After each case you receive stars that allow you to level up and gain new skills. Couple that with collecting candy (can be used to speed up delivery of things, amongst other uses) and money for more things to buy that should be familiar to anyone who’s ever played a free-to-play iPhone game. Minor cases must be taken on to get to the big cases and progress the story, a story that I’ll have to keep playing to see if it gets intriguing enough to invest your time in.

It’s no Ace Attorney, but it’s at least worth a try.

Another Case Solved on the App Store.

I’ve Gone Self-Hosted

Despite not updating this blog as much as I want to, I’ve still decided to make the switch to self-hosted WordPress. I was getting a bit fed-up with Blogger and it was putting me off posting here, so I’m hoping that this change will spur me on to produce more content.

So, at the moment things might be a little screwy around here while I tweak the design. I’m not sure I’m sticking with this theme, but I wanted something that at least didn’t look too broken at the moment. The old URL’s for posts are broken too (it has .html on the end whereas the new ones don’t. They work if you take the .html away), but I’m not really sure what to do about that as a lot of this stuff is going way over my head.

I’ll be working on the site over the week so I probably won’t have much time for meaningful content, but when I do get around to it I’m hoping that I can settle into a regular pattern of producing content. Until then, please bear with me. Thanks!

Hayao Miyazaki’s Spirited Away Recreated in Minecraft

A few months ago Film 4 had a Studio Ghibli week-long marathon. Having watched Spirited Away a couple of years ago I decided it was time to swim in the rest of these charming Japanese animated worlds. They’ve been sitting on my Virgin Tivo box for a while now and I’ve been slowly getting through them – the last one being the delightful Kiki’s Delivery Service – but Spirited Away remains my firm favourite.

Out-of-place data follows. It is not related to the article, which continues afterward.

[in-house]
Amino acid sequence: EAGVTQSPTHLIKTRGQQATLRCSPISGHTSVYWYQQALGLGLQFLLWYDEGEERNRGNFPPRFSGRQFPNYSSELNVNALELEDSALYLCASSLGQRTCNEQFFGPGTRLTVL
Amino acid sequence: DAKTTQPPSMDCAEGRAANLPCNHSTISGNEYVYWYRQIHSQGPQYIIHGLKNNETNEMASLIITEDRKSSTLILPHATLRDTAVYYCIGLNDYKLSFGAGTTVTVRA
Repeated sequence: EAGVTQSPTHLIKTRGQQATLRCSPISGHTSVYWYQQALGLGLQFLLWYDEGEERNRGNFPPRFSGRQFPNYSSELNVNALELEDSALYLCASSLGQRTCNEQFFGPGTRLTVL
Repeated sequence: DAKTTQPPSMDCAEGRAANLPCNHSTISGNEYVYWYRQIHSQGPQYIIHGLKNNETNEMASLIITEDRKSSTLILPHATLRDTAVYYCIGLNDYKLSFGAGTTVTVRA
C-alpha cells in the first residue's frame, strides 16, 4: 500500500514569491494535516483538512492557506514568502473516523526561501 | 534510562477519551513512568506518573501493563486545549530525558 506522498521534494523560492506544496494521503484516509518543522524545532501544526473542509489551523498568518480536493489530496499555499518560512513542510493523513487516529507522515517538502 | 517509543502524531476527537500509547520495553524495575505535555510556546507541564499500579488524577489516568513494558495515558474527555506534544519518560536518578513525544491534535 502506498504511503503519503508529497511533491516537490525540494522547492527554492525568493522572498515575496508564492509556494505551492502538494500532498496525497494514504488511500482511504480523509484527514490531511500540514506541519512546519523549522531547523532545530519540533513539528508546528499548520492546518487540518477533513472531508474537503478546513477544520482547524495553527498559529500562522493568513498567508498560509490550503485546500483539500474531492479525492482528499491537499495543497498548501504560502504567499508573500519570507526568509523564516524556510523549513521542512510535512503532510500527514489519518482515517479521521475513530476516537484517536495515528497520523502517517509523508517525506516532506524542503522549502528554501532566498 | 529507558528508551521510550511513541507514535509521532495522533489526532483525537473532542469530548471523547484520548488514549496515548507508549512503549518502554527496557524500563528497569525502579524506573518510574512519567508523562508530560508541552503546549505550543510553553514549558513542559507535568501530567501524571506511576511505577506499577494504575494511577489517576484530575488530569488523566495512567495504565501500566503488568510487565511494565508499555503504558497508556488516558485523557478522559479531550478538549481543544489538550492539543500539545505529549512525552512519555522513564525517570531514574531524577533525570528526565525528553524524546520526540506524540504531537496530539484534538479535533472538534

So that’s why it was exciting to see that someone has gone through the trouble of recreating the world of Spirited Away inside that ever-surprising world of Minecraft. We’ve had impressive recreations before, of course, but there’s definitely been an incredible amount of care attention put into it by a diehard fan. Everything from the market where Chihrio’s parents turn into pigs, to the giant Yubaba’s bathhouse has been painstakingly crafted from Minecraft’s pixelated resources.

Alan Becker, the creator, says he’s only 80% done with the recreation so you can expect more to come from the blocky duplicate of Hayao Miyazaki’s 12-year old creation. Here’s the first part of the tour, with the rest and plenty more screenshots posted over on Alan’s dedicated website.


Browser Game: Navigate your way through a deadly maze in Mazing

I ended up playing Mazing far longer than I expected, but despite the time I put in I just couldn’t get past a certain point. It’s a fun game, but it’s a tough cookie to crack. On the latter levels your reaction times are crucial, to the point where pausing for even a second can mean instant death.

So I better tell you what the game is all about. The objective is to escape from a maze, but to do so you have to find the key to a locked door. Unfortunately you’re not alone in the maze, and the little critter wandering around will do his best Speedy Gonzalez impression and launch himself at you. Thankfully you can jump over the walls of the maze to escape, but this neat little trick can’t be abused and will require a few seconds to recharge after use. It’s not so bad when you’re only sharing the maze with one enemy, but with another added with each randomly generated maze it quickly becomes hard. Once I spawned into a level right next to an enemy. A quicker player may have been able to quickly jump over the wall, but in the second it took me to register what I was seeing I was already dead.